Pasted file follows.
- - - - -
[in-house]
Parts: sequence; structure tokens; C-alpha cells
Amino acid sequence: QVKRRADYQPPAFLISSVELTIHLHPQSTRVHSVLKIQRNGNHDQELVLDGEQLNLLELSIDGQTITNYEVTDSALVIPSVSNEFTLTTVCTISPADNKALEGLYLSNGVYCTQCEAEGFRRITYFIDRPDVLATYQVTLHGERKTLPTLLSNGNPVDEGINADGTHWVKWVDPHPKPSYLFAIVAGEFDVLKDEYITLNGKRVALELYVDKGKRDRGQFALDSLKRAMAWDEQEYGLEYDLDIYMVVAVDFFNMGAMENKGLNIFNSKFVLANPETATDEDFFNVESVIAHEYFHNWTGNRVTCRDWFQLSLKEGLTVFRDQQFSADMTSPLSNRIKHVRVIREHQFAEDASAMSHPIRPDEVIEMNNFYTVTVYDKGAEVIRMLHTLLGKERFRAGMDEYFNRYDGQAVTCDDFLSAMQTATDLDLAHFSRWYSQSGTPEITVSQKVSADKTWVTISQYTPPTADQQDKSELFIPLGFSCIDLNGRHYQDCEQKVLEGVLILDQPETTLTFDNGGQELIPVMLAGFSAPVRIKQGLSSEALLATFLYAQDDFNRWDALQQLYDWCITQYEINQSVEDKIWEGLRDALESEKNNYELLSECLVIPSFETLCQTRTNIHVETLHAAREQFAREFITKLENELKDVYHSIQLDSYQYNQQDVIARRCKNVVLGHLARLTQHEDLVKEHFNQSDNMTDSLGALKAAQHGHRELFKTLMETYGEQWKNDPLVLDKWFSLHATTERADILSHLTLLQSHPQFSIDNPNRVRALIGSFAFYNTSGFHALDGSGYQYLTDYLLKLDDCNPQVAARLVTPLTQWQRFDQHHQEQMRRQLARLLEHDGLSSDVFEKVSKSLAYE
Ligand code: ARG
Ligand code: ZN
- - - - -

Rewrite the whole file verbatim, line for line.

[in-house]
Parts: sequence; structure tokens; C-alpha cells
Amino acid sequence: QVKRRADYQPPAFLISSVELTIHLHPQSTRVHSVLKIQRNGNHDQELVLDGEQLNLLELSIDGQTITNYEVTDSALVIPSVSNEFTLTTVCTISPADNKALEGLYLSNGVYCTQCEAEGFRRITYFIDRPDVLATYQVTLHGERKTLPTLLSNGNPVDEGINADGTHWVKWVDPHPKPSYLFAIVAGEFDVLKDEYITLNGKRVALELYVDKGKRDRGQFALDSLKRAMAWDEQEYGLEYDLDIYMVVAVDFFNMGAMENKGLNIFNSKFVLANPETATDEDFFNVESVIAHEYFHNWTGNRVTCRDWFQLSLKEGLTVFRDQQFSADMTSPLSNRIKHVRVIREHQFAEDASAMSHPIRPDEVIEMNNFYTVTVYDKGAEVIRMLHTLLGKERFRAGMDEYFNRYDGQAVTCDDFLSAMQTATDLDLAHFSRWYSQSGTPEITVSQKVSADKTWVTISQYTPPTADQQDKSELFIPLGFSCIDLNGRHYQDCEQKVLEGVLILDQPETTLTFDNGGQELIPVMLAGFSAPVRIKQGLSSEALLATFLYAQDDFNRWDALQQLYDWCITQYEINQSVEDKIWEGLRDALESEKNNYELLSECLVIPSFETLCQTRTNIHVETLHAAREQFAREFITKLENELKDVYHSIQLDSYQYNQQDVIARRCKNVVLGHLARLTQHEDLVKEHFNQSDNMTDSLGALKAAQHGHRELFKTLMETYGEQWKNDPLVLDKWFSLHATTERADILSHLTLLQSHPQFSIDNPNRVRALIGSFAFYNTSGFHALDGSGYQYLTDYLLKLDDCNPQVAARLVTPLTQWQRFDQHHQEQMRRQLARLLEHDGLSSDVFEKVSKSLAYE
Ligand code: ARG
Ligand code: ZN